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Cancer Immunol Immunother. 2015 Sep;64(9):1193-203. doi: 10.1007/s00262-015-1726-0. Epub 2015 Jun 16.

Immune biomarkers are more accurate in prediction of survival in ulcerated than in non-ulcerated primary melanomas.

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Department of Dermatology, Icahn School of Medicine at Mount Sinai, New York, NY, USA.



Ulcerated melanomas may have a unique biology and microenvironment. We test whether markers of immune infiltration correlate with clinical outcome in ulcerated compared to non-ulcerated primary melanoma tumors.


Sixty-two stage II-III cutaneous melanomas, 32 ulcerated and 30 non-ulcerated, were analyzed for tumor-infiltrating lymphocytes (TILs). Immunohistochemistry (IHC) was performed for CD2, a marker previously shown to correlate with overall survival (OS) and recurrence-free survival (RFS) in this patient population. IHC using antibody, VE1, to BRAF V600E was also performed on a subset of 41 tumors to assess the relationship of BRAF mutation to immune markers.


We found, using Cox regression models, that the presence of TILs was associated with improved OS (p = 0.034) and RFS (p = 0.002) in ulcerated melanoma tumors, but not in non-ulcerated melanoma (p = 0.632, 0.416). CD2 expression also was correlated with improved OS (p = 0.021) and RFS (p = 0.001) in ulcerated melanoma, but no relationship was seen in non-ulcerated melanoma (p = 0.427, 0.682). In this small population, BRAF status did not correlate with TILs or CD2+ count.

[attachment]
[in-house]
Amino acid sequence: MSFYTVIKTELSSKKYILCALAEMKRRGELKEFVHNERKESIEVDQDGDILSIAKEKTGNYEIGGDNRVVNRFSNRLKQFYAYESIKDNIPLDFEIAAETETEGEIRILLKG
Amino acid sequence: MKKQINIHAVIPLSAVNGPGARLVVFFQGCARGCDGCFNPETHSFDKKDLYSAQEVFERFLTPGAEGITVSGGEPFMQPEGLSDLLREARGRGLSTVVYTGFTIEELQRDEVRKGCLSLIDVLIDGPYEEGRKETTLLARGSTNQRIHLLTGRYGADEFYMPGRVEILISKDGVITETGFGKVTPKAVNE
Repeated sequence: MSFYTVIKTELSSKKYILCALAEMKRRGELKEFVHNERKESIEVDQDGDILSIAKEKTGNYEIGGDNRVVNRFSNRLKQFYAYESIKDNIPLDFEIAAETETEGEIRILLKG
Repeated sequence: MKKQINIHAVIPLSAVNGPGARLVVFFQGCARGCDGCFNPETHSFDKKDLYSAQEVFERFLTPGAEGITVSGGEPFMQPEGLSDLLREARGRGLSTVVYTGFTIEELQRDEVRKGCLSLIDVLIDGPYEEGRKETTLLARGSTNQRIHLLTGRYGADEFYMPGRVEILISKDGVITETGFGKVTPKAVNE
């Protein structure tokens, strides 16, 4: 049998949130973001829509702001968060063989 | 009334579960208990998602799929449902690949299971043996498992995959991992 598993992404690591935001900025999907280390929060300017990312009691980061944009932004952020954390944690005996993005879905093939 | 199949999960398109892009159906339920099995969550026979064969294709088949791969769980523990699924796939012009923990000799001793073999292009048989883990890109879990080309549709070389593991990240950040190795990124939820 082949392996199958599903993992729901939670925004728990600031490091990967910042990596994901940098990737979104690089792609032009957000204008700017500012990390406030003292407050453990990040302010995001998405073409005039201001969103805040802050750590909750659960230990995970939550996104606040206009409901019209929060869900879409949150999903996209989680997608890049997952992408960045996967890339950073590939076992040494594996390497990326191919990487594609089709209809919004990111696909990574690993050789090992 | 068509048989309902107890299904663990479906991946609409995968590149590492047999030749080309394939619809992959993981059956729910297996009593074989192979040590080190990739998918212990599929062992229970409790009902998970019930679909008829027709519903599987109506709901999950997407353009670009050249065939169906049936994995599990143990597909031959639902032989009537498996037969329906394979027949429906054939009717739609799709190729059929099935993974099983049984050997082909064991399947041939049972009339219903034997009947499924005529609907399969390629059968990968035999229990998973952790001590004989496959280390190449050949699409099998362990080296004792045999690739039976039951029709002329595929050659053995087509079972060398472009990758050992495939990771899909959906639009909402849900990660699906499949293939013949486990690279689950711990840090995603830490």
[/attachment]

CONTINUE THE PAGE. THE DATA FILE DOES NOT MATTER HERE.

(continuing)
Our data show that immune markers including TILs and CD2 count correlate more closely with survival in ulcerated melanomas than that in non-ulcerated melanomas. We propose that immune biomarkers may be particularly relevant to ulcerated, as compared to non-ulcerated, melanomas and that this merits study in larger populations.

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